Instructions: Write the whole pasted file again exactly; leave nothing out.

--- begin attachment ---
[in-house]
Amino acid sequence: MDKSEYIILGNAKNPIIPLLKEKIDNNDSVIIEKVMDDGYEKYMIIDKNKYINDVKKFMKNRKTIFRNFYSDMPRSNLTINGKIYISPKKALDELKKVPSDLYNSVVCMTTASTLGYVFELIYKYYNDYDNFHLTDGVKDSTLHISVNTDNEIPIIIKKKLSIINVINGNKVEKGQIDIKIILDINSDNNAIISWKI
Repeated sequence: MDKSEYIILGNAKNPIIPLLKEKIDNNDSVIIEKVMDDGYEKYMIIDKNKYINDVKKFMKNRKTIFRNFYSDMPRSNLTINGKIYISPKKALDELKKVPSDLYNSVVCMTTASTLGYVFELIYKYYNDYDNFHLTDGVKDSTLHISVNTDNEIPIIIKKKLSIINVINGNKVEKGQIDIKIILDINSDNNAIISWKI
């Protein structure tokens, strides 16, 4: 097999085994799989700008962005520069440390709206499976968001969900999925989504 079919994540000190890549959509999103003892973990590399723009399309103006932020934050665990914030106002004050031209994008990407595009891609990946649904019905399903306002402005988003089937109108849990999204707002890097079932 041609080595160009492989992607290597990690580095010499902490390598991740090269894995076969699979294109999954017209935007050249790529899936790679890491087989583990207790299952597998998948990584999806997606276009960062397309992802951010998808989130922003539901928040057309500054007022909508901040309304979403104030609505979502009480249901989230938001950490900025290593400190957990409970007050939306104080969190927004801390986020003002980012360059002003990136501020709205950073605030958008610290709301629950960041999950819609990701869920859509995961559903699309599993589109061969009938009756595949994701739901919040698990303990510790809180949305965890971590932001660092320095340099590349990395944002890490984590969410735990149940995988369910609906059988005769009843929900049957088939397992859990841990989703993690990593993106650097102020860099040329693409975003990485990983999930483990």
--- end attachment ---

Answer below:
[in-house]
Amino acid sequence: MDKSEYIILGNAKNPIIPLLKEKIDNNDSVIIEKVMDDGYEKYMIIDKNKYINDVKKFMKNRKTIFRNFYSDMPRSNLTINGKIYISPKKALDELKKVPSDLYNSVVCMTTASTLGYVFELIYKYYNDYDNFHLTDGVKDSTLHISVNTDNEIPIIIKKKLSIINVINGNKVEKGQIDIKIILDINSDNNAIISWKI
Repeated sequence: MDKSEYIILGNAKNPIIPLLKEKIDNNDSVIIEKVMDDGYEKYMIIDKNKYINDVKKFMKNRKTIFRNFYSDMPRSNLTINGKIYISPKKALDELKKVPSDLYNSVVCMTTASTLGYVFELIYKYYNDYDNFHLTDGVKDSTLHISVNTDNEIPIIIKKKLSIINVINGNKVEKGQIDIKIILDINSDNNAIISWKI
């Protein structure tokens, strides 16, 4: 097999085994799989700008962005520069440390709206499976968001969900999925989504 079919994540000190890549959509999103003892973990590399723009399309103006932020934050665990914030106002004050031209994008990407595009891609990946649904019905399903306002402005988003089937109108849990999204707002890097079932 041609080595160009492989992607290597990690580095010499902490390598991740090269894995076969699979294109999954017209935007050249790529899936790679890491087989583990207790299952597998998948990584999806997606276009960062397309992802951010998808989130922003539901928040057309500054007022909508901040309304979403104030609505979502009480249901989230938001950490900025290593400190957990409970007050939306104080969190927004801390986020003002980012360059002003990136501020709205950073605030958008610290709301629950960041999950819609990701869920859509995961559903699309599993589109061969009938009756595949994701739901919040698990303990510790809180949305965890971590932001660092320095340099590349990395944002890490984590969410735990149940995988369910609906059988005769009843929900049957088939397992859990841990989703993690990593993106650097102020860099040329693409975003990485990983999930483990």